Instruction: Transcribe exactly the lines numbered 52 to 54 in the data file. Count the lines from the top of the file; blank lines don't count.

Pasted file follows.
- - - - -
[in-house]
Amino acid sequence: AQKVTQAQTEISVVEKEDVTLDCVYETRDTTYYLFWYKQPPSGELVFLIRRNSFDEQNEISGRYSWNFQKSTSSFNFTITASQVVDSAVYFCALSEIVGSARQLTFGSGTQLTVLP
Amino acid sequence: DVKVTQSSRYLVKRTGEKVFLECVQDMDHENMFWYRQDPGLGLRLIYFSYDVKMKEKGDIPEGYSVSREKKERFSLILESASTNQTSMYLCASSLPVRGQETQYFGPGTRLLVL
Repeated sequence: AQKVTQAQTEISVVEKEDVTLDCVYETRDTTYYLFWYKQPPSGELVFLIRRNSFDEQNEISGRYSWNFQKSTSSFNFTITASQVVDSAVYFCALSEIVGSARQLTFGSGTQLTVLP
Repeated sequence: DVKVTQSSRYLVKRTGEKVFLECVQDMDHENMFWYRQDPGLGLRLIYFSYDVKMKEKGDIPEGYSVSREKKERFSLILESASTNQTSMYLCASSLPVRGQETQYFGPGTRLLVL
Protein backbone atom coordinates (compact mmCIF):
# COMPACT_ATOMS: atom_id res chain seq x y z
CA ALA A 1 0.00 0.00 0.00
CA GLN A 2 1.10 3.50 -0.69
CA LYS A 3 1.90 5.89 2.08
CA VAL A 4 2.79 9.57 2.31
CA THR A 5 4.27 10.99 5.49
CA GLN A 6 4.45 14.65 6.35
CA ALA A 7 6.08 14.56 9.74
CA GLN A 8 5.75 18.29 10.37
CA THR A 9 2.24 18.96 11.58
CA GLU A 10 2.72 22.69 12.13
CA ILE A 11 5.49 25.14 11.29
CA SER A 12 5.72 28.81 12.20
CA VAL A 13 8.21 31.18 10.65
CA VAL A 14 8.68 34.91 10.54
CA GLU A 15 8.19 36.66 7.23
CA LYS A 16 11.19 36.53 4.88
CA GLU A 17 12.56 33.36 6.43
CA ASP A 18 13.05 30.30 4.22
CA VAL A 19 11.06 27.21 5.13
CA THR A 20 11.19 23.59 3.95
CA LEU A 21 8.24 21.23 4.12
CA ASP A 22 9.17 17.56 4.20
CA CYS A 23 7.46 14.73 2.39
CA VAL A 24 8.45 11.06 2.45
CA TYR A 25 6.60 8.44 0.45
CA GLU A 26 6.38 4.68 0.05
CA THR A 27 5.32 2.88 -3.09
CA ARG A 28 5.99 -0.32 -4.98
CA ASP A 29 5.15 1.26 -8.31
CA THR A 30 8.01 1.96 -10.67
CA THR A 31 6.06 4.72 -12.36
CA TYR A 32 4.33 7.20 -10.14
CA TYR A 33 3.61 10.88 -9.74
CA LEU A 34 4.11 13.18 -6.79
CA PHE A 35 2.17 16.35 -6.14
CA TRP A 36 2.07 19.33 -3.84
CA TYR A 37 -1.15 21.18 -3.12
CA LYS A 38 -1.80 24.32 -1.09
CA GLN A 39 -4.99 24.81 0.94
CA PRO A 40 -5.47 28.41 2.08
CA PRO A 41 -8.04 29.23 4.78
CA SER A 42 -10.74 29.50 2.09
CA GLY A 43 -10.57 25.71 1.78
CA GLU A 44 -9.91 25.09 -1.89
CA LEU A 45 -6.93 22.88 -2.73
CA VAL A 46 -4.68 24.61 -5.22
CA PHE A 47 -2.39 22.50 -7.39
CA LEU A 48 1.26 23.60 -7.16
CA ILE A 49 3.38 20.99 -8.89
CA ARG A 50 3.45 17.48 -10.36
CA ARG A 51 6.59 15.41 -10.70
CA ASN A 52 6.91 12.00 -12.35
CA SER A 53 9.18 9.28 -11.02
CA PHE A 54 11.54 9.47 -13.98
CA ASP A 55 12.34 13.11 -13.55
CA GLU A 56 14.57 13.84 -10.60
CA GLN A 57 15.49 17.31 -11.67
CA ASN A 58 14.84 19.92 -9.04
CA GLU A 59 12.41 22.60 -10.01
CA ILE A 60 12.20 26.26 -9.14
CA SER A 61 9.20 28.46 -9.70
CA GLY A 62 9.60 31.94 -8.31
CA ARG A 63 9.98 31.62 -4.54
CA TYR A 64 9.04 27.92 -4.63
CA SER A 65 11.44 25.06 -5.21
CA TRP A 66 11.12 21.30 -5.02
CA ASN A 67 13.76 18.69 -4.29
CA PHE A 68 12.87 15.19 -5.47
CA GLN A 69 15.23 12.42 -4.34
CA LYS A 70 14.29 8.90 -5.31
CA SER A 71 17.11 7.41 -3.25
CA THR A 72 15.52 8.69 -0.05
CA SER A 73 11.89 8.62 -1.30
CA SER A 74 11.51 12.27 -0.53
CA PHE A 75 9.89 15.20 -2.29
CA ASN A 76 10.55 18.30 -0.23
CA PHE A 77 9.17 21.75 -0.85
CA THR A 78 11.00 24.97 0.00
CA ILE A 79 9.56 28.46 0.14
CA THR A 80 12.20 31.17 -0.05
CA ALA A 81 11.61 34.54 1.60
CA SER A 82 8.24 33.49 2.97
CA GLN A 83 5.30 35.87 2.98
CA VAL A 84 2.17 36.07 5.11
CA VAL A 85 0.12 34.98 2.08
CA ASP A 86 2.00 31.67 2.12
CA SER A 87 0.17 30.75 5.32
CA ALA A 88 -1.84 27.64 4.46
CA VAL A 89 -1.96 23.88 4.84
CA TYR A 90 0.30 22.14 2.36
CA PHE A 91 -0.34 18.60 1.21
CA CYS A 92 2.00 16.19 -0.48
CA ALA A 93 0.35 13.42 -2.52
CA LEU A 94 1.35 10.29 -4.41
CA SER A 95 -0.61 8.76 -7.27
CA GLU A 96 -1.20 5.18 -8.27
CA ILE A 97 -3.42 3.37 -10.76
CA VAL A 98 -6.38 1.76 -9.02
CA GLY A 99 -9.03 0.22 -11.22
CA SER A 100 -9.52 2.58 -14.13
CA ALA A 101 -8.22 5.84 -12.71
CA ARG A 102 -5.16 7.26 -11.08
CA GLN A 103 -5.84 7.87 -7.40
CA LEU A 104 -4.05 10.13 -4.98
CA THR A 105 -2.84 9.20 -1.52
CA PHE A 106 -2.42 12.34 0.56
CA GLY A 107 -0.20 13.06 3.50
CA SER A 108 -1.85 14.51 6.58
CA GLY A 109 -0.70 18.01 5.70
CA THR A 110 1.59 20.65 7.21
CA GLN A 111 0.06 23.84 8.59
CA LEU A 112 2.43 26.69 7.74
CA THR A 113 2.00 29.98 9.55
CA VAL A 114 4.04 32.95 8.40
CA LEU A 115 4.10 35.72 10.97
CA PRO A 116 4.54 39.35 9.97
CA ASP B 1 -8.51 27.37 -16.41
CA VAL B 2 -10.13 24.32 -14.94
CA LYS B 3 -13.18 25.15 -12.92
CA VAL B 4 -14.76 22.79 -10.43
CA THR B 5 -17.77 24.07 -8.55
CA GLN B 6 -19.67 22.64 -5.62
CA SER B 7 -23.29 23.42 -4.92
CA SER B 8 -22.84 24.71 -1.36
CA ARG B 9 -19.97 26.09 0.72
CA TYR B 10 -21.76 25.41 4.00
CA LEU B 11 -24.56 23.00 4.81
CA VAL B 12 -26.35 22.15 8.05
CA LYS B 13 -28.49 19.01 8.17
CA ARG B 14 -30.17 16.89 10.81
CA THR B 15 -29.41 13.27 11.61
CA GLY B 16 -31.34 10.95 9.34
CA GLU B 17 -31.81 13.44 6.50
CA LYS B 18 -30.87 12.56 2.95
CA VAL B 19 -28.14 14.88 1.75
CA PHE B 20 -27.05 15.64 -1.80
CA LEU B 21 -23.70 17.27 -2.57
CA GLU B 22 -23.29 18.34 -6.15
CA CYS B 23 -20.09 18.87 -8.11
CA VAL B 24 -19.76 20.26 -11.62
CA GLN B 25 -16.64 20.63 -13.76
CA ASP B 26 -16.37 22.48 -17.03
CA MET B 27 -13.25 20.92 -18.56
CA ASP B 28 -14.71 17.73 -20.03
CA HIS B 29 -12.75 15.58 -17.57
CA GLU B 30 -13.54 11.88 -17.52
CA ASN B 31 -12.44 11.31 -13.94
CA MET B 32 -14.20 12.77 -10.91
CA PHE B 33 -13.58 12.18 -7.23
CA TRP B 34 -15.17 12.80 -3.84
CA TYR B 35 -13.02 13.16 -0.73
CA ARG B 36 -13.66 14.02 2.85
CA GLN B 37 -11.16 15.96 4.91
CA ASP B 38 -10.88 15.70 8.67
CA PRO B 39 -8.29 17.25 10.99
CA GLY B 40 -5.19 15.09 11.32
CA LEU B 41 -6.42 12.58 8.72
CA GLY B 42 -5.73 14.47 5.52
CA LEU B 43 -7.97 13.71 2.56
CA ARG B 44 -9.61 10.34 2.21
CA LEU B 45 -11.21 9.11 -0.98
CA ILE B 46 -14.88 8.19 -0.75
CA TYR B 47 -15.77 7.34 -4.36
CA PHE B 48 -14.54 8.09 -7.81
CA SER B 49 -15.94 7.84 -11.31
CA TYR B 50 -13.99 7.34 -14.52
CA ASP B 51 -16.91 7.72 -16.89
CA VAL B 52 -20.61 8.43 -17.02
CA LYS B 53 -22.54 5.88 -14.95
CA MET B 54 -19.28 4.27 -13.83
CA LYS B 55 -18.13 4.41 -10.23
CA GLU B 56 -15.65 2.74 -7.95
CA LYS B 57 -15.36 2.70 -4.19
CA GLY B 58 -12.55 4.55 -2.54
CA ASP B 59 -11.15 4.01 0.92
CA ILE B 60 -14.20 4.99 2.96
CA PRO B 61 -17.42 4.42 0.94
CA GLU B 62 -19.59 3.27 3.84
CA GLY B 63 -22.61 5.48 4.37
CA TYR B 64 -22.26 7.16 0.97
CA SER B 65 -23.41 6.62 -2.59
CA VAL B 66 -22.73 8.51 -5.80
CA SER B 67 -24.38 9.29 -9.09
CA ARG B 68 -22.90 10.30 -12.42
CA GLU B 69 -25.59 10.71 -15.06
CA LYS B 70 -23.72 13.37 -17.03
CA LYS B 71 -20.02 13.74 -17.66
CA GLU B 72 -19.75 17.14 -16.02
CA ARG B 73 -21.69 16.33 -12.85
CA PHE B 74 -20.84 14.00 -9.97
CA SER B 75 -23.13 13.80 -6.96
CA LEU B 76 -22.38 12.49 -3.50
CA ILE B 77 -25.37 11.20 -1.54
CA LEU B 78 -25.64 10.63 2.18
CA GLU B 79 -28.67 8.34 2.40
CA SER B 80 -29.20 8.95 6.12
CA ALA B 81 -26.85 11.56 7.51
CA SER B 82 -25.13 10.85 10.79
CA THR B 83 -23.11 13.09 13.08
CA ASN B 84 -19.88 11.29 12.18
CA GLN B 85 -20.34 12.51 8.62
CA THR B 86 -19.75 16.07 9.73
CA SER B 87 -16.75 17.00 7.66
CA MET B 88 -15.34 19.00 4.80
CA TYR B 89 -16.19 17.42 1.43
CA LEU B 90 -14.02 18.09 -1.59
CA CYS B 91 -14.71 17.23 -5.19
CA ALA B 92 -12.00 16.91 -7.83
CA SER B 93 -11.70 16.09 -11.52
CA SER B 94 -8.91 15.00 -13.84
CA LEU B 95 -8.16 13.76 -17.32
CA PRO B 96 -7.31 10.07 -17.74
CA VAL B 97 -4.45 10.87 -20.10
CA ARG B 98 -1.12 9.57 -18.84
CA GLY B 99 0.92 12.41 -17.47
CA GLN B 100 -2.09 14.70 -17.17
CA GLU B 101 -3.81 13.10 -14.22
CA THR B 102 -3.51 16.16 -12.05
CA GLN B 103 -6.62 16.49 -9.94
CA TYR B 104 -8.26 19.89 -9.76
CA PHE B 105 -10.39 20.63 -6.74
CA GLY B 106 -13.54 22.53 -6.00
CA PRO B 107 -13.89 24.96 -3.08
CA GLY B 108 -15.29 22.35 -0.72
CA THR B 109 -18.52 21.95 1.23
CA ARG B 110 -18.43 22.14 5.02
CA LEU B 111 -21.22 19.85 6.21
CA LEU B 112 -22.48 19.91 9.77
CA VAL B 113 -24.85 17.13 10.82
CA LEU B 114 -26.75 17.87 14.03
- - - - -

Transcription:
CA LEU A 45 -6.93 22.88 -2.73
CA VAL A 46 -4.68 24.61 -5.22
CA PHE A 47 -2.39 22.50 -7.39